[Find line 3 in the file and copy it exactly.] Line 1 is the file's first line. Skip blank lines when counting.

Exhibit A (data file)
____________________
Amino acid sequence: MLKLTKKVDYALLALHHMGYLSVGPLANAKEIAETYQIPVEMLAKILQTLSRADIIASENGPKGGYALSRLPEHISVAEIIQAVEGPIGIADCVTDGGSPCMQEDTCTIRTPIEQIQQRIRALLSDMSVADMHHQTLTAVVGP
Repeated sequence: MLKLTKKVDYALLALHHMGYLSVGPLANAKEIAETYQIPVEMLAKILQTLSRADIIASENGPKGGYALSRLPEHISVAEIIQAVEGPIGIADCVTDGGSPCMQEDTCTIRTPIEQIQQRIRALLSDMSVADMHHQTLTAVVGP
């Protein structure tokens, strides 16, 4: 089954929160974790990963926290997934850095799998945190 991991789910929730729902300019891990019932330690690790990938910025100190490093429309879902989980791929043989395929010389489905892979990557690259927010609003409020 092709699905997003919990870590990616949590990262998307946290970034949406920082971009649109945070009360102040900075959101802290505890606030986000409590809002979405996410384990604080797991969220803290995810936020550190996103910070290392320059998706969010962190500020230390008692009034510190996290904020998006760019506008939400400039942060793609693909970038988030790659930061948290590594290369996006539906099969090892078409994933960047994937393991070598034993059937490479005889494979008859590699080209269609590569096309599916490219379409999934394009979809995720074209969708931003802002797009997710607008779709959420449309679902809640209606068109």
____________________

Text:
């Protein structure tokens, strides 16, 4: 089954929160974790990963926290997934850095799998945190 991991789910929730729902300019891990019932330690690790990938910025100190490093429309879902989980791929043989395929010389489905892979990557690259927010609003409020 092709699905997003919990870590990616949590990262998307946290970034949406920082971009649109945070009360102040900075959101802290505890606030986000409590809002979405996410384990604080797991969220803290995810936020550190996103910070290392320059998706969010962190500020230390008692009034510190996290904020998006760019506008939400400039942060793609693909970038988030790659930061948290590594290369996006539906099969090892078409994933960047994937393991070598034993059937490479005889494979008859590699080209269609590569096309599916490219379409999934394009979809995720074209969708931003802002797009997710607008779709959420449309679902809640209606068109």